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University of Kansas Department of Health Policy and Management
Number 2, February 2003
People with disabilities share their early experiences
Working Healthy is now in its seventh month of operation. In this issue, we share findings from discussions with eight early enrollees. They offered their opinions, talked about changes in their lives since enrolling, and also touched on other issues that affect their employment efforts. The participants in the interviews represent a variety of disability types, educational levels, race, age, geographic locations, and gender. The group also included both enrollees who pay a premium and those who do not.
How's Working Healthy Working?
All of the participants feel that Working Healthy is a worthwhile addition to their lives:
“ I can’t say enough about it… For people with disabilities who choose to work it’s just a great program.”
They also expressed their deep convictions about the value of work and the responsibility to be productive:
“ We are trying to better our life. We don’t want to be labeled as living on SRS or things like that. We don’t want to be a sponge and soak on other people. We want to provide for ourselves. We want to be a regular person in society. We don’t want to be on AFDC and things like that. We want to be a working member of society and living our normal life and living the American dream.”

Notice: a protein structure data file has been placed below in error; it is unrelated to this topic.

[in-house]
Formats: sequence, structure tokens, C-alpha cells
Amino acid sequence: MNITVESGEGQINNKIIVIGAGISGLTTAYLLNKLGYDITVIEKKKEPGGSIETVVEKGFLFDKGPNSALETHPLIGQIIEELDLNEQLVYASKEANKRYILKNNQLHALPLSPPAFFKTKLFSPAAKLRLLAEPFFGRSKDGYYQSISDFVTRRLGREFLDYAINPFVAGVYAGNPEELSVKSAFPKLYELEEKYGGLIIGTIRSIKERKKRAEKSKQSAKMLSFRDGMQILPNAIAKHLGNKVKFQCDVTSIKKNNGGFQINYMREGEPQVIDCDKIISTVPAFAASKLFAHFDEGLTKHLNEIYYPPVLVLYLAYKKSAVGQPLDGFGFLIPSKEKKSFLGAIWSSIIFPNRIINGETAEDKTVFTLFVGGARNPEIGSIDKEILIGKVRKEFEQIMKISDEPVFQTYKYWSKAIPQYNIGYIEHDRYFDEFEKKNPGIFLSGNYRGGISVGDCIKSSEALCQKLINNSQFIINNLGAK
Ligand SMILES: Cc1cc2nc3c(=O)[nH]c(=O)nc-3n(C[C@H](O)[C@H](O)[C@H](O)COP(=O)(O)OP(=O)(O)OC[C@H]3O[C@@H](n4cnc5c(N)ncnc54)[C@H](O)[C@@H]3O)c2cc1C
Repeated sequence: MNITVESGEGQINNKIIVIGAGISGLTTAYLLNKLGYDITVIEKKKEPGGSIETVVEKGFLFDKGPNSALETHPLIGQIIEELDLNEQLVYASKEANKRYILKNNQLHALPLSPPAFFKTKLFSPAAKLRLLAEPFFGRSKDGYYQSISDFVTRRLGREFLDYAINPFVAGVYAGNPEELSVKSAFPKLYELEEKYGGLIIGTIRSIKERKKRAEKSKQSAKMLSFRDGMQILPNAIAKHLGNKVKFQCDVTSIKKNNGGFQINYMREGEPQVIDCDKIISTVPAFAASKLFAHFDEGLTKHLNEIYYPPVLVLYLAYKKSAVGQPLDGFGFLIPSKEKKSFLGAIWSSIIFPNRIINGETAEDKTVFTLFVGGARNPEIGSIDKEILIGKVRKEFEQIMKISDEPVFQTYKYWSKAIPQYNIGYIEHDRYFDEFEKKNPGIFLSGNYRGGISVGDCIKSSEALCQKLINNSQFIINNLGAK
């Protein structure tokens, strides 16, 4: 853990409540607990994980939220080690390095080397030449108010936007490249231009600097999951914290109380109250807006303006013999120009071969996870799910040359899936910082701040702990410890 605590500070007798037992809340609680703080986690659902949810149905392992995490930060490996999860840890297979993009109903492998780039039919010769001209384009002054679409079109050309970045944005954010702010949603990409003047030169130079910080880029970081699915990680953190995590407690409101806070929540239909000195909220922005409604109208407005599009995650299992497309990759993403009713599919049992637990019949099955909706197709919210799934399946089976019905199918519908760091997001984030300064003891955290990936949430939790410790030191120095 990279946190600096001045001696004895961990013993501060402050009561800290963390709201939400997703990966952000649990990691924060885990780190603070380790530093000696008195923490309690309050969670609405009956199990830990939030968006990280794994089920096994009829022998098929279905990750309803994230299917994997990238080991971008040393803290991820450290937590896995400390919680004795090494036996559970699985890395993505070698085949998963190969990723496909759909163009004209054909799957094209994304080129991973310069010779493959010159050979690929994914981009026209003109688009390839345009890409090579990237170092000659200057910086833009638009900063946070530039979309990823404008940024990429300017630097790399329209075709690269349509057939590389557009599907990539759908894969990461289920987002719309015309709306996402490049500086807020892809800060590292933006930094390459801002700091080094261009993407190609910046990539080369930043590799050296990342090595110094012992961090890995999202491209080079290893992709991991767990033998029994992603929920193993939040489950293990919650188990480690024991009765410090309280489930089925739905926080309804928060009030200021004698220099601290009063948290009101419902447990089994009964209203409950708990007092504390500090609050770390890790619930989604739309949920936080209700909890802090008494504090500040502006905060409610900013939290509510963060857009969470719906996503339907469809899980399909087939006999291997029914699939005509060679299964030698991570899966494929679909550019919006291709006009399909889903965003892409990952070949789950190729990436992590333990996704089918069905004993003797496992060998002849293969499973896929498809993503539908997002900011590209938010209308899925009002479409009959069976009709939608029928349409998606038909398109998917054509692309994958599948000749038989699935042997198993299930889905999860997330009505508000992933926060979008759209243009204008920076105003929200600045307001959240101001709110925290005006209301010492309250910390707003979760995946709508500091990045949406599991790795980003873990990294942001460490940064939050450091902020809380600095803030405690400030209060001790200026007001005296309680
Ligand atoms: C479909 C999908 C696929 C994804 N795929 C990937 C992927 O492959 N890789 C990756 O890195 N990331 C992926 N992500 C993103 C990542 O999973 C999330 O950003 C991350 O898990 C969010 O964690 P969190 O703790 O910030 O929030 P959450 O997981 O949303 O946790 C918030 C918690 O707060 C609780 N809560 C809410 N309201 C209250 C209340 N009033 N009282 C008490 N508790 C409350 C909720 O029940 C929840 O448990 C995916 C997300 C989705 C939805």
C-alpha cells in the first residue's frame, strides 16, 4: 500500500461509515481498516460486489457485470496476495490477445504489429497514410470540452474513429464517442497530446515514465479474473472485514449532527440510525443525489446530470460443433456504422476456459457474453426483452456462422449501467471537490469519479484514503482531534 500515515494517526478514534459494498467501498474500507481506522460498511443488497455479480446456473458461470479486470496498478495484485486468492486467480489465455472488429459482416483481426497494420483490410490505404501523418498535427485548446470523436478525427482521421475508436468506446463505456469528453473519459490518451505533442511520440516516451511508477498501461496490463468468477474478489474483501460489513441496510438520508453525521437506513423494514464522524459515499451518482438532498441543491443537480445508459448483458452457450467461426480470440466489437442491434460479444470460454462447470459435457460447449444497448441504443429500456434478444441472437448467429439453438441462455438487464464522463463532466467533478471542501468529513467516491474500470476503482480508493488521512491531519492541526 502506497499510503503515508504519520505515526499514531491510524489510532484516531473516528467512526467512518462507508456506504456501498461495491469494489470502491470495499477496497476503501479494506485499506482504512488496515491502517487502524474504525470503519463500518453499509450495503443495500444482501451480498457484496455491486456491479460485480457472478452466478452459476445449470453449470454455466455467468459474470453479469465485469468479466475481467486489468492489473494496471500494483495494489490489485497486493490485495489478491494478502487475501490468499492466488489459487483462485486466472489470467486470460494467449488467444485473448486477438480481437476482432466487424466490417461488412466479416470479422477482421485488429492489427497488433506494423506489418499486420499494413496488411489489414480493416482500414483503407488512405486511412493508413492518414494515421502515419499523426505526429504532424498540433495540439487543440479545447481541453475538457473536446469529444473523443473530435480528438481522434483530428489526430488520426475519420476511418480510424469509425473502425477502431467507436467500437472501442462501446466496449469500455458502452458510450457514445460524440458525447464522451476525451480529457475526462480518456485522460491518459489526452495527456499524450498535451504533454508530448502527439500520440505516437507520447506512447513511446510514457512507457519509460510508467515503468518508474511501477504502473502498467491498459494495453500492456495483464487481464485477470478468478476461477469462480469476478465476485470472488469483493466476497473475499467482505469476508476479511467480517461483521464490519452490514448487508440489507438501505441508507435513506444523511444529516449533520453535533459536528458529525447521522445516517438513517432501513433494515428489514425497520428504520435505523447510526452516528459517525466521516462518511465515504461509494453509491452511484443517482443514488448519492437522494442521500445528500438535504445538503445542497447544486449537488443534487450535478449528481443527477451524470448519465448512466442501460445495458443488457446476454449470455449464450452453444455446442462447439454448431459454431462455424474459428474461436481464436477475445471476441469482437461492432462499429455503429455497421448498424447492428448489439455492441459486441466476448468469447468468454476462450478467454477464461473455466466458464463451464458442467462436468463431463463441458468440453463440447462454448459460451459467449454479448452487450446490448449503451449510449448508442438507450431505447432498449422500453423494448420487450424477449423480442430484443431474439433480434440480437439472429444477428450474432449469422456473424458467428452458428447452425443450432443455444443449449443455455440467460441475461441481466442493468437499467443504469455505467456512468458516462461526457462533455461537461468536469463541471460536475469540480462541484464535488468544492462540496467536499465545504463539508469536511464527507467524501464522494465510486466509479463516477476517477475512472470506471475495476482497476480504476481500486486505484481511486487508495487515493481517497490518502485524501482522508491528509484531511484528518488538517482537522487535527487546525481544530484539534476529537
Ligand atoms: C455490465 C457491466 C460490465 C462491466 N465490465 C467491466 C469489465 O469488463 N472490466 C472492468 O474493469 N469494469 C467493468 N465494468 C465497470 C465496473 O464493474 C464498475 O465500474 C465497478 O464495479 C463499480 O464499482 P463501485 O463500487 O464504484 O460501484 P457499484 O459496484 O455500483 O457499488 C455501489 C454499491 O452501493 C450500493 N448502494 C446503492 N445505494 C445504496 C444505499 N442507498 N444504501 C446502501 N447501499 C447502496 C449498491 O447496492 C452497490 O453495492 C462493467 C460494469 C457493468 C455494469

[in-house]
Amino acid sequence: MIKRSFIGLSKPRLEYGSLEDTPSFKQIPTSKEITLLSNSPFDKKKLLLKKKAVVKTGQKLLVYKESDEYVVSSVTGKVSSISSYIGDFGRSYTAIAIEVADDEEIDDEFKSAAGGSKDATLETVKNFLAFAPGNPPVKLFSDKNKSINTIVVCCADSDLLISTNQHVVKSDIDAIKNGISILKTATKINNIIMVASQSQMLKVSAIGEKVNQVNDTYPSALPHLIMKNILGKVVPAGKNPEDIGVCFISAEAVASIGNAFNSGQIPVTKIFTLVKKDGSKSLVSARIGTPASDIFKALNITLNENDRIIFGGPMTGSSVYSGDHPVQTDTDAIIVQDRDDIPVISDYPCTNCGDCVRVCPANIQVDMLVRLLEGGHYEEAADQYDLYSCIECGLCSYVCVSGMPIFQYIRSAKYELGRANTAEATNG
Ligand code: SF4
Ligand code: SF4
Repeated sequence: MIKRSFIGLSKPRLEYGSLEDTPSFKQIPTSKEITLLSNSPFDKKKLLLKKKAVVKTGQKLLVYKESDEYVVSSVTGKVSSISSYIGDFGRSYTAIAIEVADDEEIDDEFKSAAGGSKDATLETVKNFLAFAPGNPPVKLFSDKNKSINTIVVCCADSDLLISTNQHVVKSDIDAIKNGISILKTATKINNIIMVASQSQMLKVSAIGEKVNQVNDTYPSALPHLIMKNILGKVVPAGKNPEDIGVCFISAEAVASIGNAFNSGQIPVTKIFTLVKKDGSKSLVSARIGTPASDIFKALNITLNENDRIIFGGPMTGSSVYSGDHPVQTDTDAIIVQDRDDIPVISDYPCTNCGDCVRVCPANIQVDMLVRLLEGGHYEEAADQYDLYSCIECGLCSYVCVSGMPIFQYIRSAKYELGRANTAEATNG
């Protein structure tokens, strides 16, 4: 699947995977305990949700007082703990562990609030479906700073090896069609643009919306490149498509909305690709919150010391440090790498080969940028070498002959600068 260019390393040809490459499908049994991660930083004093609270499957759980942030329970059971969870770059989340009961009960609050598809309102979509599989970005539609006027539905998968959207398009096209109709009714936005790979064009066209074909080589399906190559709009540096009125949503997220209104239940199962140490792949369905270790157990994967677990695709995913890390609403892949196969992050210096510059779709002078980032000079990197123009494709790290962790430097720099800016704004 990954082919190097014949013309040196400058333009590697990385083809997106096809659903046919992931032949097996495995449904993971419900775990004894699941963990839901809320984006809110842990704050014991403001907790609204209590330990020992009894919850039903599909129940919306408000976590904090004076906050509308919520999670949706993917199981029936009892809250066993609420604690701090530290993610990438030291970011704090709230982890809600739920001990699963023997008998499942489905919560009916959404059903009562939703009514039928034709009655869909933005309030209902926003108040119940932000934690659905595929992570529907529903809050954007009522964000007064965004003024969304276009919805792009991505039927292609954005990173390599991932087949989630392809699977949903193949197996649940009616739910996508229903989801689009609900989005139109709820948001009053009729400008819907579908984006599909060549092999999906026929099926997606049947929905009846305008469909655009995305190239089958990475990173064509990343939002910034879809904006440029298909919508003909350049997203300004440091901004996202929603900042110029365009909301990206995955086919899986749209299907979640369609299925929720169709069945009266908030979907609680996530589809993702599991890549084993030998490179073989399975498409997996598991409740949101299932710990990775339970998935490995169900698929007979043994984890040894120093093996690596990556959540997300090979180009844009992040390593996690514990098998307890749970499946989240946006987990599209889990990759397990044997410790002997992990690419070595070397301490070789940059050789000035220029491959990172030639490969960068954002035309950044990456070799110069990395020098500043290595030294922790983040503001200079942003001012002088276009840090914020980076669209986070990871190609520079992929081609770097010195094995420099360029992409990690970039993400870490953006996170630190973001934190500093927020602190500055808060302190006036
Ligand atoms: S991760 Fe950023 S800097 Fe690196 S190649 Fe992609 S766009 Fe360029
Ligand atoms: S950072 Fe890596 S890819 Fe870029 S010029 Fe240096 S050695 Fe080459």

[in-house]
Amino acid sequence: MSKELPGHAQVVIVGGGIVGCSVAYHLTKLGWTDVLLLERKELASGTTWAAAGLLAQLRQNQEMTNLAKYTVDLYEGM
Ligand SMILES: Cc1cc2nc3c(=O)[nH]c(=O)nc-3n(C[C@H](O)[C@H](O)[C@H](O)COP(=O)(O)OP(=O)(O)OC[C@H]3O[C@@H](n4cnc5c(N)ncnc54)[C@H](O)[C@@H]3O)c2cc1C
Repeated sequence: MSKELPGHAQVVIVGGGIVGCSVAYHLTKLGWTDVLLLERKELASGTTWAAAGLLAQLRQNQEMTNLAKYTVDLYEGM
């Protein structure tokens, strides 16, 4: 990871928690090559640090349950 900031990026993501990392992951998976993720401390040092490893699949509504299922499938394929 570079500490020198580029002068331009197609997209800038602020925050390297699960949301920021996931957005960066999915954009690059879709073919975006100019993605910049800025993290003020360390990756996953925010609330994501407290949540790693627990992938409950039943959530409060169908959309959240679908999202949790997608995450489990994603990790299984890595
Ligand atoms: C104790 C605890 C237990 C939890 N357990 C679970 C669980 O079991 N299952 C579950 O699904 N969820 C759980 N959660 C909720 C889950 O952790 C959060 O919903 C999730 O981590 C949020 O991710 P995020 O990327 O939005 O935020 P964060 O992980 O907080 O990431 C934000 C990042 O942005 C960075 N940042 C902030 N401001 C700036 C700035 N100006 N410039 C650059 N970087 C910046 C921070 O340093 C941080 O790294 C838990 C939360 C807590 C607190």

Two participants expressed concern about the “marriage penalty” inherent to the Working Healthy program. In one instance, the spouse of a Working Healthy participant lost his medical card due to his wife’s earnings. In the other instance, a current Working Healthy participant who is in a long-term relationship expressed concern about getting married because doing so might make her ineligible for the program.
How participants' lives have changed
Only one person in the interview group had increased her earnings subsequent to enrolling in Working Healthy. One person had been laid off in October, but was very pleased that Working Healthy allows for a six-month extension of eligibility in such situations. All of the interviewees were glad to have more disposable income due to the loss of their spenddowns. Many reported being able to pay off outstanding pharmacy bills or make purchases that increased their ability to work, such as fixing a car or buying a used one. Most of the participants with mental illness also reported they were better able to get the medications they need because they had often gone without their medications due to their spenddowns:
“ I really thought the spend down process was just ridiculous. I had this huge amount and actually, if I didn’t work in a pharmacy where my boss would let me charge all the medicines and everything until I came up with the spenddown amount, there was no way I could make this work, because it was just a ridiculous situation and having it just kind of balloon on me every six months seemed really crazy. But …when you said you could just make a [premium] payment … it seemed so logical.”
How did participants find their jobs?
Working Healthy was established under the Ticket to Work/Work Incentives Improvement Act. Part of that legislation provides “tickets” or vouchers to people with disabilities to use in obtaining employment services. When asked how they had found their current jobs, five of the interviewees indicated they had responded to newspaper ads or to word of mouth information. Of the remaining three, two received assistance finding their jobs through their community mental health centers and one had found his job through the local community developmental disability organization.